As a leader, you’ve probably been told by everyone and their dog that “coaching is the new black”.
But coaching is not just a passing fad. It’s an essential skill for anyone leading people in today’s volatile and dizzying business world.If you’re still on the fence about whether improving your coaching skills will improve your leadership, then you need to read this great article
and this insightful report
. They both lay out a great case for the benefits of coaching.But let’s be honest. Knowing something is a good thing to do and actually doing it (let alone doing it well) are two different things. Take food for instance. I know that choosing a kale salad is a good thing to do. But unless I can get my hands on a simple, quick and tasty recipe, I’m not going to be upping my kale intake any time soon.It’s the same with coaching. Let’s assume you know you should coach the people in your team, but you’re not doing it as much as you should. You’re time poor (what leader isn’t these days?) and it seems like coaching is just another thing to do on your already enormous to-do list.Or maybe you’re not sure where to start with this whole coaching thing. Let’s be real, telling your team what to do and solving the problem for them is much easier than asking them one of those ‘curious questions’, am I right?Related: Why Are We Failing Our Future Leaders?
I love a good model, especially when I’m learning a new skill. So, this week, The Leader’s Digest is your coaching friend. I’m going to show you how to use this quick and easy coaching model so you can get a gold medal in the Coaching Olympics and impress your boss and Mary in HR with your leadership awesomeness.The coaching model I’m talking about is the GROW model. It was one of the first coaching models I learnt when I became an executive coach years ago. It’s an oldie, but a goodie. Although it’s basic, I’ve found myself returning to it again and again. The fact I keep using it after all these years means it works.The GROW model shows you that coaching is not MORE work, it’s just a DIFFERENT (and better) approach to having conversations with your team.
When can you use the GROW model? Here are some examples for starters: When one of your employees pops into your office with a problem and asks, “Hey boss, have you got a minute?” This is your cue to get into coaching mode and remember the GROW acronym. When you and your team are starting a project or important task. The GROW model can help set the project up for success by harnessing the group’s creativity and having everyone clear on expectations. When there’s a performance issue. The GROW model helps both parties be clear on what success looks like and ways to be successful. When you’re having a development conversation, the GROW model can help you and your employee understand where they want to progress their career, skills and how they can get from where they are now to where they want to be. In a ‘spot coaching’ conversation. A spot coaching conversation is when you’re having a short 2-5 minute coaching conversation ‘on the go’ with your team member. It shows that you can apply the GROW model concept in just a few minutes. I’ve even used it when picking up a brief from a client – like when I’m discussing my Pivot High Performance Programme for Leadership Teams with a CEO and want to get an idea of how their leadership team is performing and where they want to take it. WARNING:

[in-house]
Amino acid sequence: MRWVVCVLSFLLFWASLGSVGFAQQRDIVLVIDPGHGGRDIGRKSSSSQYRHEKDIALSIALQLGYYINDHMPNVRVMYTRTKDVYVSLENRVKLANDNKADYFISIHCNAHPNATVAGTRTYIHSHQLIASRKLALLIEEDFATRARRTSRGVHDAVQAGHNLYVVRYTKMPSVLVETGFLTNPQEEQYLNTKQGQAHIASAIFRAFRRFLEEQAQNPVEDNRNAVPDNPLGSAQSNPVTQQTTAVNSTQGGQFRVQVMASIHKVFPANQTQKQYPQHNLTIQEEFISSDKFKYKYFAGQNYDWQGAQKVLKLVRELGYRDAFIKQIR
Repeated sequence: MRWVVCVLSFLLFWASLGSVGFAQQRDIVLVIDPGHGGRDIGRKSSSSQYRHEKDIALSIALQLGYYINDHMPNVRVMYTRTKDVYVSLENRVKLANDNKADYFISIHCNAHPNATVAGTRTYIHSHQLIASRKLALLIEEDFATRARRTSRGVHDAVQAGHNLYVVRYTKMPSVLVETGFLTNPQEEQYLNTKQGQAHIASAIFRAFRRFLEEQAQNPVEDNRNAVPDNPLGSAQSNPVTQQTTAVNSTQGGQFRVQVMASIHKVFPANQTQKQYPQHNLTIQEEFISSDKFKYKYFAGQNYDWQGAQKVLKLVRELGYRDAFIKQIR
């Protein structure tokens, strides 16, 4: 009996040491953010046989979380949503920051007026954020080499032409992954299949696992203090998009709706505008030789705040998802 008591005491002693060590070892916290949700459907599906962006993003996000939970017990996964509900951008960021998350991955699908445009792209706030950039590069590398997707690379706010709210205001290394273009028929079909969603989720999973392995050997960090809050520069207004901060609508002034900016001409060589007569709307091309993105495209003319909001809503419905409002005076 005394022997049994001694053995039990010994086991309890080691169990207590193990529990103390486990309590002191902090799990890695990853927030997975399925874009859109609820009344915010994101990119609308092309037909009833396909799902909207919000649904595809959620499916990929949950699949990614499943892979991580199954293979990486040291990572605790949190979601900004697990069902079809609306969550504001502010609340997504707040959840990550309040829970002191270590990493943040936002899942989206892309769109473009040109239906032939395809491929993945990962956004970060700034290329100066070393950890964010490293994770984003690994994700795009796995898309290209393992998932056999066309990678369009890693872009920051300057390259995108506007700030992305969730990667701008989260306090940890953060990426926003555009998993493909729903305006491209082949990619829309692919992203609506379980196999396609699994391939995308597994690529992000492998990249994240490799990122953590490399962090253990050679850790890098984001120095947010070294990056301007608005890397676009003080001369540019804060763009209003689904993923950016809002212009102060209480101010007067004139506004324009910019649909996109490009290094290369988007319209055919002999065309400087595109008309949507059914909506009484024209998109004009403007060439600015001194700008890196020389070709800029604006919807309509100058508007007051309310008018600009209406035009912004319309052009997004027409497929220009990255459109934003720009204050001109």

I tried using the GROW model with my family to set up some expectations for our upcoming Fiji holiday, thinking I could impress them with my coaching skills. I got a swift “TALK TO THE HAND” from EVERYONE. So maybe don’t try the GROW model at home. How do you use the GROW model? Watch the video here .